That night, as Alfred drifted off to sleep he really did have a dream, but not about talking mushrooms. He was walking in Fey Forest when he saw the torches again. This time they were much clearer. He could hear the music as well, since he was not wearing headphones in the dream. The music made him feel brave, but sad, as if he was meant to be the last defender of a dying cause. It gave him the kind of courage not to overcome insurmountable odds, but to be defeated with dignity and hope. The music was nothing, however, to the people he saw there. They were pure beauty. Men and women, feasting, laughing, singing, drinking, looking as though the belonged to a medieval tapestry rather than the woods just outside a twenty-first century village. Their clothes were magnificent, bright blues and greens and golds, reds and yellows, no colour seemed missing. Yet the clothes were not ostentatious, nor opulent. They were the colours of the woods themselves in early summer when everything was blossomed.
As Alfred drew nearer he found that he could not quite make out what they were saying. It seemed clear that they spoke English and yet the dream kept him from comprehension. Suddenly the scene changed. The lights of the beautiful people turned blue. Stern, determined looks washed over their merry faces. Weapons were drawn by men and women alike: bows and arrows, swords, clubs, knives, daggers, lances, axes. Horses appeared, as if commanded, but Alfred had seen no one go for them or call for them. Some mounted, others remained standing and they went forward as if for battle. What happened next was a complete mystery for just as the enemy of the beautiful people was about to appear, Alfred awoke.
‘Alfred, dear,’ he could just discern his mother calling, ‘you said you would look for mushrooms again today.’
‘Be right out, Mum,’ he mumbled in reply.
Alfred splashed cold water on his face, dressed and went out into another misty morning. He took his time walking to forest. Whether it was because of the dream or being woken up suddenly he could not decide, but he had left his headphones behind. Alfred stopped to look at the church as the sun was just beginning to rise over its steeple.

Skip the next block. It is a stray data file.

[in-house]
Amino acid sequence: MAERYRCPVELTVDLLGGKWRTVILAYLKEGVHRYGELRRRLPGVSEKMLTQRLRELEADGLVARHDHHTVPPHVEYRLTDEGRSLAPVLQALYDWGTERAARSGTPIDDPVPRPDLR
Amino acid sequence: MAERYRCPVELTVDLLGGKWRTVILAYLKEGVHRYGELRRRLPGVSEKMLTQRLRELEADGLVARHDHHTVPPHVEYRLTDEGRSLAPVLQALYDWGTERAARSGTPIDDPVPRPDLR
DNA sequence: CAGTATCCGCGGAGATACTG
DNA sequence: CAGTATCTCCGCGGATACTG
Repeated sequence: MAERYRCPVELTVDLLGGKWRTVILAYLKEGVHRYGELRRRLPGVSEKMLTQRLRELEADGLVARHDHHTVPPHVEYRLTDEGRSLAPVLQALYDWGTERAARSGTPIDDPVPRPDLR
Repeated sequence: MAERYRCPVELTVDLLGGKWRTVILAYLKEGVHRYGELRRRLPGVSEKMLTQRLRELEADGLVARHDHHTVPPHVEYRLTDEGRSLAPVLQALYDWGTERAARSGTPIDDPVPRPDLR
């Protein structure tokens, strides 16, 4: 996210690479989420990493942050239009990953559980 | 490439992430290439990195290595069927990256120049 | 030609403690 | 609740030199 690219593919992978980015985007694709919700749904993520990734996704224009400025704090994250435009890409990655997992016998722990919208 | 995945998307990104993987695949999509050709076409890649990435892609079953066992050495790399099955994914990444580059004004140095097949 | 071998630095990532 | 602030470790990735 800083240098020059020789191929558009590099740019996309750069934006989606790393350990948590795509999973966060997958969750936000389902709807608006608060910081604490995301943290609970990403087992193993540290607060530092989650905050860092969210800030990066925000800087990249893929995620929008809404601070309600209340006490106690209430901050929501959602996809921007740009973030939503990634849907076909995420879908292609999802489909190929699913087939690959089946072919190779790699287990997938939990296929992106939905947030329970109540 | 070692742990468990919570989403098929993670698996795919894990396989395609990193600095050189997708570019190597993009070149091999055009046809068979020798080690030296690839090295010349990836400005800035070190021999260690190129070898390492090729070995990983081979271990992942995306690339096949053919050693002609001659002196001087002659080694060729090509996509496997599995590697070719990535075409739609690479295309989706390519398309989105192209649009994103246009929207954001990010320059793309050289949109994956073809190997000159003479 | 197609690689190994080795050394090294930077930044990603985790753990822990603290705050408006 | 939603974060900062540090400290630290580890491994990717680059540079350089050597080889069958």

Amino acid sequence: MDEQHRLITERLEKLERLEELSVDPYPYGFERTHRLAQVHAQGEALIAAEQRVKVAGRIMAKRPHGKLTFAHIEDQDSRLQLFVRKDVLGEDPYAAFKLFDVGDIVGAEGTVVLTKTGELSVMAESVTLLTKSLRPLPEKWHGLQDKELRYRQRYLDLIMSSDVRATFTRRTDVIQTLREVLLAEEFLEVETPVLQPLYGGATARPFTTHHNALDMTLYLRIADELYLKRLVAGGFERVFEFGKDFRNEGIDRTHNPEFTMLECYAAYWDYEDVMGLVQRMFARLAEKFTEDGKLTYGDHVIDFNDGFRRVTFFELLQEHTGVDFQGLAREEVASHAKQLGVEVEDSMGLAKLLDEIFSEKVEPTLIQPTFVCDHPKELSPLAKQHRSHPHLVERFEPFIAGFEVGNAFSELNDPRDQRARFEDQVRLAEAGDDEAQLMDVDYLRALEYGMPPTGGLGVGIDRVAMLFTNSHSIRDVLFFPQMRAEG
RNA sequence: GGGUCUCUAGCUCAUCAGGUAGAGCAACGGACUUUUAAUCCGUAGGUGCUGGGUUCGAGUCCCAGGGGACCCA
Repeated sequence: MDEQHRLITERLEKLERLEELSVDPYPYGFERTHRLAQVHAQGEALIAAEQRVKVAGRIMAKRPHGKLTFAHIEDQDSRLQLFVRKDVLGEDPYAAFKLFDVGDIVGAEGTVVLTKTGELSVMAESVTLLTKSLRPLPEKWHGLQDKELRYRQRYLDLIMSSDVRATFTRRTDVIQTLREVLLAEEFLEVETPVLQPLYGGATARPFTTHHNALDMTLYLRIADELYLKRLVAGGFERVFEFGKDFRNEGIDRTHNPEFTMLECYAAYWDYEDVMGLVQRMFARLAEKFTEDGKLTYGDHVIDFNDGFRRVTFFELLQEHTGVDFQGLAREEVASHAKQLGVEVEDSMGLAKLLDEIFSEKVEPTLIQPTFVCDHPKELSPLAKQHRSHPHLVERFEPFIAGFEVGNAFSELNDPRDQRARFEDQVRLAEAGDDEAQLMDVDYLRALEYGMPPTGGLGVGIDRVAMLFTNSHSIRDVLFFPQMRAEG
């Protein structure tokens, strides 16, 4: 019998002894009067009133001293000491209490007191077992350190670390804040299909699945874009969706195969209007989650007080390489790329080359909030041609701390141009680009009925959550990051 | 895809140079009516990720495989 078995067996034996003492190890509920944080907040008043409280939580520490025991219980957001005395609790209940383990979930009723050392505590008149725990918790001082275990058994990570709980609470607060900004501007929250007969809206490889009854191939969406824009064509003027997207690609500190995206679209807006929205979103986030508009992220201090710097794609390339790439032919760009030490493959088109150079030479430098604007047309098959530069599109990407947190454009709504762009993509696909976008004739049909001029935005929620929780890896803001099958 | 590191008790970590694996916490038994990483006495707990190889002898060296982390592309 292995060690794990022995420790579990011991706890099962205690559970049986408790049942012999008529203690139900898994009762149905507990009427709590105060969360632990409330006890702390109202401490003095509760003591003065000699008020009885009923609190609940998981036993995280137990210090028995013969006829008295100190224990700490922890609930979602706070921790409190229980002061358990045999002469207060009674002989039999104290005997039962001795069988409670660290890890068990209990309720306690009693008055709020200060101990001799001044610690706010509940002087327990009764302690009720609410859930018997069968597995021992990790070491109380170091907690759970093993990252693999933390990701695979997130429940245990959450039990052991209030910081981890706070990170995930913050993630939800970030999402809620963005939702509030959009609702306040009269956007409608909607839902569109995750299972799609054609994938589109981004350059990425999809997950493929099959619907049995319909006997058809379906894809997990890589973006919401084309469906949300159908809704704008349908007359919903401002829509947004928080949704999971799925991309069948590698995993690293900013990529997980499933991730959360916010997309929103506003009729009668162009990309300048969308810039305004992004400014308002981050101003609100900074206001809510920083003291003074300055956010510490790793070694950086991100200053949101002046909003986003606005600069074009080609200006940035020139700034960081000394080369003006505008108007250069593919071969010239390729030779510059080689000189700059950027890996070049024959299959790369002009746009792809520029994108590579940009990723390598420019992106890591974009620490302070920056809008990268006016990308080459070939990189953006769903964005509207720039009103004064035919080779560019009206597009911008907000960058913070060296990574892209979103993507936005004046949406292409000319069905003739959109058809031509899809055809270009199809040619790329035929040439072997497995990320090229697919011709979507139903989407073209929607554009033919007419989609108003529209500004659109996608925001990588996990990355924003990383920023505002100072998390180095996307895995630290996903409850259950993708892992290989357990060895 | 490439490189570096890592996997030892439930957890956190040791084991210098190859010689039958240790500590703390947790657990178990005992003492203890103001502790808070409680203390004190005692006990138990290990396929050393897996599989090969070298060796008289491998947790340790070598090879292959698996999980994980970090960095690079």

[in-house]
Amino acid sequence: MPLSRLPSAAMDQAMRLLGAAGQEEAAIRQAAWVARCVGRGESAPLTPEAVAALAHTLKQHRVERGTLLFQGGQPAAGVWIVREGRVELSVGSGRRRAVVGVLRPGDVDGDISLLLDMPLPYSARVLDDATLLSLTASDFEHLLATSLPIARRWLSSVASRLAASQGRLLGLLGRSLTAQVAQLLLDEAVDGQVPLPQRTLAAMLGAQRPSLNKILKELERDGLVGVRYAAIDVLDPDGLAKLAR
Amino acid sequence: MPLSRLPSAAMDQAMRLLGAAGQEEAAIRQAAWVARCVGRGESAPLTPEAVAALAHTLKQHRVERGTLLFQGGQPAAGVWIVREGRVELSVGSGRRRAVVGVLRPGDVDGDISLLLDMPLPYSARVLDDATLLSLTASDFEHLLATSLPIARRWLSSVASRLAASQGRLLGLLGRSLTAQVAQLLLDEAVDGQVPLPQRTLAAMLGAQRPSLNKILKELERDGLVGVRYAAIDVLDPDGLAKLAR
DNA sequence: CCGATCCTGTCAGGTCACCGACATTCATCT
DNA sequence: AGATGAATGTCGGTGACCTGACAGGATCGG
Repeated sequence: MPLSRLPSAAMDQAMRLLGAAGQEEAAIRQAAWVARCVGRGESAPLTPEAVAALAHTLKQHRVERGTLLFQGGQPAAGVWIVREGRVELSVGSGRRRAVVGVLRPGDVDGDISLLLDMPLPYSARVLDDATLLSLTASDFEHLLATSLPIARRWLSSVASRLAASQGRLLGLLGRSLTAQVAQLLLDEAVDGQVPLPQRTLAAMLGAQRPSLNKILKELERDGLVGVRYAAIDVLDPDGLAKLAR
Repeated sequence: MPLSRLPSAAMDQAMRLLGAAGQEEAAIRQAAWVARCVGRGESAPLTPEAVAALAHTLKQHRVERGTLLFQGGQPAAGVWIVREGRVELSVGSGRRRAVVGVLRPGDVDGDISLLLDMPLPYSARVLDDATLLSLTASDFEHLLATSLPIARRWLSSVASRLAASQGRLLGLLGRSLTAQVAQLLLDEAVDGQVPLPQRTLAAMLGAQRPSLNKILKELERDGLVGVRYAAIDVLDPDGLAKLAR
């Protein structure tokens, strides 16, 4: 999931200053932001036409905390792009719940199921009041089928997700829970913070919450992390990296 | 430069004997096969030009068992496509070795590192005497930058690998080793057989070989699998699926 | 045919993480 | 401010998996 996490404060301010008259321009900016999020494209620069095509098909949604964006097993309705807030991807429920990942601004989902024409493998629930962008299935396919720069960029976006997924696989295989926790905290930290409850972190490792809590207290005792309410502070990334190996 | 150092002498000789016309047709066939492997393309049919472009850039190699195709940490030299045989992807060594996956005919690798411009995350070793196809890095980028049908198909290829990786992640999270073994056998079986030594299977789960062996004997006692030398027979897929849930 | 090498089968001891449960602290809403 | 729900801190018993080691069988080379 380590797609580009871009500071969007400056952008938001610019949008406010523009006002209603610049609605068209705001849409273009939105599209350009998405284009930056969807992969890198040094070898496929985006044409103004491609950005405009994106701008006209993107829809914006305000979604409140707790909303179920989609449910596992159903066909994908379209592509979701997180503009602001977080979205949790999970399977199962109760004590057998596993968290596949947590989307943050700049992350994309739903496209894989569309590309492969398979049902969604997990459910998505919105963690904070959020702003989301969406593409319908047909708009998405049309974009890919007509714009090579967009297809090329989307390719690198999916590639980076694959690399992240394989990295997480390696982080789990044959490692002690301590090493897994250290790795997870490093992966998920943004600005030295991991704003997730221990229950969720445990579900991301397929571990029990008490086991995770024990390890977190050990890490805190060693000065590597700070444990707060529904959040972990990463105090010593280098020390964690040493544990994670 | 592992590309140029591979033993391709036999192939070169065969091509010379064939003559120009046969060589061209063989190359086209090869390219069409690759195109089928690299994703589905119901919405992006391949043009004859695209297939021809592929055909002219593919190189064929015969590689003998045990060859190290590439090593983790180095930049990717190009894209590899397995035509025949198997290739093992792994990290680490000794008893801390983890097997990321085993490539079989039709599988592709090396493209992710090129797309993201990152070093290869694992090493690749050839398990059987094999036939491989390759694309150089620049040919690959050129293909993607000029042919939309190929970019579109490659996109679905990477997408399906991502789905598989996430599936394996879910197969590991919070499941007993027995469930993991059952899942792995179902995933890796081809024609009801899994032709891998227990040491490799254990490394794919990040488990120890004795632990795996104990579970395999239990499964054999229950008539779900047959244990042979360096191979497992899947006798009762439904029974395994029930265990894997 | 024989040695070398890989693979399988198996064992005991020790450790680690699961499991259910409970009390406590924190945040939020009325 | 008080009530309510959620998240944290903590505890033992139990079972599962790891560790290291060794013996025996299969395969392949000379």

‘Have I ever told the story of how this church was nearly burnt down?’ said a familiar voice behind him.
‘Mr Alvin,’ said Alfred both startled and relieved, ‘where did you go yesterday? When I came back to bring you your matches you had gone.’
‘Hmm? Oh, I found some in my pocket and had a sudden urge to take a walk in the forest.’
‘Yes, your story had me interested. I believe you told your mother there were no mushrooms, yes?’
‘Yes,’ Alfred said a little dejectedly. ‘I didn’t want her to think me mad for running scared out of the forest.’
‘Mmhmm. Is that where you’re headed now?’
‘It is. She really wants those mushrooms.’
‘Would you mind if I joined you? I do like a good walk in the morning.’
‘Sure,’ Alfred replied, hoping for an opportunity to discuss his latest dream.
‘You know,’ Alfred said slowly, ‘I don’t think you have ever told me your version of what happened to St Nicholas’s.’
‘Oh! Well then, you are in for a treat.’ Alfred only half-listened while he and Mr Alvin walked closer to the woods. He thought he must be hearing him wrong, for when he would occasionally tune back in he heard words like goblins, trolls, feys. He thought Mr Alvin must have started in on a fairy tale.
‘No, Mr Alvin,’ Alfred was exasperated. ‘I mean the real story of what happened to the church.’ However, as Alfred said this he turned and noticed that Mr Alvin was no longer next to him. He found himself lost in a fog in the forest. ‘Now where did Mr Alvin get to? Where did I get to, for that matter? It wasn’t this foggy when I got up this morning.’ Alfred looked around but did not recognise where he was in the forest. He kept trudging forward, occasionally shouting ‘Mr Alvin!’ thinking the old man had gotten lost in the fog as well.
Alfred walked for what seemed hours, knowing that the right thing to do was to stay in one place and wait for the fog to clear but being unable to do so. It was as if something was drawing him further and further into the forest. Suddenly, as if a veil had been lifted, Alfred saw before him the torchlights, just as he had yesterday morning and in his dream. This time there was no music. He could make out the sounds of voices, but could neither see their owners nor understand them clearly. The tone, however, was clear: anger. It was a stern anger, even a proper anger, but it was anger nonetheless. The whole forest seemed full of it.